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Articles by this author:

  • The pope’s message to the cardinals sitting around him at the Vatican may be a worthwhile call to reflection for those old men. But, if as they trooped out of the Sala Regia, they looked through some of those windows that Pope John XXIII opened to the world they may have seen that there are rays of sunlight out there.

  • It is ironic that he would not wait in a season that is all about waiting. The word “advent” means “coming,” but the Lord does that. Our part in the season is waiting “in joyful hope” to welcome his coming. And not just in this season.

  • Aug. 6 will mark the 65th anniversary of the first time a nuclear weapon was used in war.

    Aug. 9 will mark the 65th anniversary of the last time a nuclear weapon was used in war.

    Aug. 15 will mark the 65th anniversary of the end of the most extensive, destructive war in human history.

    Those atomic bombs that exploded over Hiroshima and Nagasaki ended World War II, a war that had cost more than 60 million lives. Those horrible weapons saved hundreds of thousands, perhaps millions, more.

  • In Genesis we read, "There were giants on the earth in those days.... These were the heroes that were of old, warriors of renown.' The Scriptural reference is mythological, but for the Catholic Church in Asia there was, indeed, a time when there were giants on the earth, and they were bishops.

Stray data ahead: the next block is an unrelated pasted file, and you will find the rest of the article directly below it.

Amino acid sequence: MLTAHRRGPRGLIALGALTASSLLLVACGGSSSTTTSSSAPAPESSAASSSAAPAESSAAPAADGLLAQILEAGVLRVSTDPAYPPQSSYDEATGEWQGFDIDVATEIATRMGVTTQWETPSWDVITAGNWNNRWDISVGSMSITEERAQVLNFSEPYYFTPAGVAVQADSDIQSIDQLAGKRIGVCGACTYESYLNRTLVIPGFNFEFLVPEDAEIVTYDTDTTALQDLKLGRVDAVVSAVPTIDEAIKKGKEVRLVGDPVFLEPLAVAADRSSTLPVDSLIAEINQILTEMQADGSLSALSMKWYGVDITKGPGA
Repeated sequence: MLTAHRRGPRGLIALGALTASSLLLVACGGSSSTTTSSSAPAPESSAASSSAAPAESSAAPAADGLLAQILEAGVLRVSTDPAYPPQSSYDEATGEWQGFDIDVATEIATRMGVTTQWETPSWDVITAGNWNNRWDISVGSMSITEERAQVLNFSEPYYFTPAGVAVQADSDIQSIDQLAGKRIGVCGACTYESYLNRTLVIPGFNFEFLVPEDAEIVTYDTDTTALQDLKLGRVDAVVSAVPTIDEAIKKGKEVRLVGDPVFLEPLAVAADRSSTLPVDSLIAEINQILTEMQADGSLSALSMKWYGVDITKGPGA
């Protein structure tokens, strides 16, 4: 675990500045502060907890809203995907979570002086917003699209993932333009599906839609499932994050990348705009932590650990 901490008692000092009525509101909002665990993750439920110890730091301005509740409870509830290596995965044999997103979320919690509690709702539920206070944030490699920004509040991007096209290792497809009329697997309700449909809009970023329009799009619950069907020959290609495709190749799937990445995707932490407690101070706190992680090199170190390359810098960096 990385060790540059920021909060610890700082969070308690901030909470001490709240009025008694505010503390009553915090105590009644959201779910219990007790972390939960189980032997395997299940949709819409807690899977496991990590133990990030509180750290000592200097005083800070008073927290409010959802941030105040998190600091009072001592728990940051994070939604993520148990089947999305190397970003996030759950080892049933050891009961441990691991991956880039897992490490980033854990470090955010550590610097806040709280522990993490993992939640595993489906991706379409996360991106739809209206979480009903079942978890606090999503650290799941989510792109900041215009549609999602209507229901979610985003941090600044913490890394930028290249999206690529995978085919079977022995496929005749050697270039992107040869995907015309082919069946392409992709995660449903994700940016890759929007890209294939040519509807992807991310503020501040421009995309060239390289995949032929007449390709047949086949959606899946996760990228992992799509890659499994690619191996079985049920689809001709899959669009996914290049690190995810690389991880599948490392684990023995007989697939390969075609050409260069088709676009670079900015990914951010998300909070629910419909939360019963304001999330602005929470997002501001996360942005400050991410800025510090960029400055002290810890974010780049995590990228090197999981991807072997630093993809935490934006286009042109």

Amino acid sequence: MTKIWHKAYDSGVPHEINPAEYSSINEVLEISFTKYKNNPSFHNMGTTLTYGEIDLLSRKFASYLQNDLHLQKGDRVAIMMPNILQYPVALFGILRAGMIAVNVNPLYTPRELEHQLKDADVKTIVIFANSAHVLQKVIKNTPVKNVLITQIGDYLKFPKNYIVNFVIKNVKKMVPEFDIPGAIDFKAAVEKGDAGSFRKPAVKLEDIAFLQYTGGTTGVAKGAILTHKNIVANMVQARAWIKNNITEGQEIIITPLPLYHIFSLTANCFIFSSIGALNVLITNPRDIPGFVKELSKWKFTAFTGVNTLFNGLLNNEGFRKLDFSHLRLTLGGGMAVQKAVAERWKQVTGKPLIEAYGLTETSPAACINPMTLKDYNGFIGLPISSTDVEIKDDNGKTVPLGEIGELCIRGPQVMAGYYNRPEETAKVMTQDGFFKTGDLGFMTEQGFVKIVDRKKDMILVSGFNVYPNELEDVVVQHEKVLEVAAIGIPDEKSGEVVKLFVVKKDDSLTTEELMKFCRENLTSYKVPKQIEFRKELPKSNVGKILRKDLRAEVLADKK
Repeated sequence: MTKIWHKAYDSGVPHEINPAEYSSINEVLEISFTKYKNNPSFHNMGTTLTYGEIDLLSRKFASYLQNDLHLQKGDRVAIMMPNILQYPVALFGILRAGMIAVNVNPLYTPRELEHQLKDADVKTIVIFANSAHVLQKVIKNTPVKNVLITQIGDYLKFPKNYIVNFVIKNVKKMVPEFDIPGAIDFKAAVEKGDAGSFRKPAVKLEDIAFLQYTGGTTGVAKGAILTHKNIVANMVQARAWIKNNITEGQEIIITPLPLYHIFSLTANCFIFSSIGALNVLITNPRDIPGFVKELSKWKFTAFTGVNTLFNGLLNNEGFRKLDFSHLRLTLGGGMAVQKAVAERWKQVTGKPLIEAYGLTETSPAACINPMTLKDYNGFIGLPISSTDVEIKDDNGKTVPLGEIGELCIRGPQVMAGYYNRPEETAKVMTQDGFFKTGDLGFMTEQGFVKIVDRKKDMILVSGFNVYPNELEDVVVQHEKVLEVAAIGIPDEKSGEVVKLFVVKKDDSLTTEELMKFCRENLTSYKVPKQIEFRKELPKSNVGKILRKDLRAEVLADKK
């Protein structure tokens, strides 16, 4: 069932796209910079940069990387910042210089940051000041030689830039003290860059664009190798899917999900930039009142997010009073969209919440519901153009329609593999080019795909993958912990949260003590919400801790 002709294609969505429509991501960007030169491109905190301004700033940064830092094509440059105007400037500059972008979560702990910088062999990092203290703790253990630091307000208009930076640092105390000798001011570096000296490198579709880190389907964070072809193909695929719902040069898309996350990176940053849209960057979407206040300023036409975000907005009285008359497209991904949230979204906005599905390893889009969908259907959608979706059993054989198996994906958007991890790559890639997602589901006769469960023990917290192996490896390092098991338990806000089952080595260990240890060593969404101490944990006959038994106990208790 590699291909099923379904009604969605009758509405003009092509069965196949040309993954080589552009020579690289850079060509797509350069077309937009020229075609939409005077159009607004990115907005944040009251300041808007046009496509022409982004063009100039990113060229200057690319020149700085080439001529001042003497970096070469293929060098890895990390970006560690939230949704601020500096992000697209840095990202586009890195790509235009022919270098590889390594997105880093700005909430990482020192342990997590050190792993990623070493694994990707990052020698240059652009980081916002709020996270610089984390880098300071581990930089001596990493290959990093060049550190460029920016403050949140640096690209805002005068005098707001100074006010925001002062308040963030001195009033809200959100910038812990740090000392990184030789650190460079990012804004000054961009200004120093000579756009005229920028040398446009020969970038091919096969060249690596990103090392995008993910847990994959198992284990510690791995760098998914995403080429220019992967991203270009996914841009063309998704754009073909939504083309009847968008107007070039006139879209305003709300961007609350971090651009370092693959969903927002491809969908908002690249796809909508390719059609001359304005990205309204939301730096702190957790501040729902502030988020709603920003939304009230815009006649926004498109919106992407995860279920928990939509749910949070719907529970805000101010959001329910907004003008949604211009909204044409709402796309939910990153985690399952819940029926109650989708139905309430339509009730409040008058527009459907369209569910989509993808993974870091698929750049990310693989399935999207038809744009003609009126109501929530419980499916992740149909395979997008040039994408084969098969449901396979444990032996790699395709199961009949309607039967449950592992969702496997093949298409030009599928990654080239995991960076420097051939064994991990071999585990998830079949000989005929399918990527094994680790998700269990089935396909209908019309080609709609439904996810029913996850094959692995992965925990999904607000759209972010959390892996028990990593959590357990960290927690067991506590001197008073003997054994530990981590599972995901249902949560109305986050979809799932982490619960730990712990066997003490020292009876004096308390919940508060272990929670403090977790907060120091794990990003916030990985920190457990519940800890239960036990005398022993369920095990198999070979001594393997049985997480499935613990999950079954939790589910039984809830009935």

The recent death of Bishop Francisco Claver may have marked the end of that era.

  • Disturbed by news of the sexual abuse of children by priests and religious in the United States and the failure of bishops there to respond properly, in 2002 the bishops of Japan investigated the situation here. In June of that year, they issued a statement on the sexual abuse of children.

  • Akkad in Mesopotamia was the center of the world's first empire some 25 centuries before Christ. The Akkadian language outlasted the empire, becoming the language of several later cultures, including Babylonia.

    Even 45 centuries later, we possibly still use a couple of words from that language in our day-to-day activities, words that may descend from the Akkadian words asu, "to ascend," and erub, "to descend." They were the roots of the words for "east" and "west," where the sun ascends and descends. In English, we pronounce them "Asia" and "Europe."

  • TOKYO (UCAN) - "Happy Easter" seems an inadequate greeting. Insipid, even. Is mere happiness a sufficient response to the mystery of the Resurrection? Is a wish used for birthdays, public holidays and even haircuts overwhelming enough, unique enough, joyous enough to be given to our fellow Christians?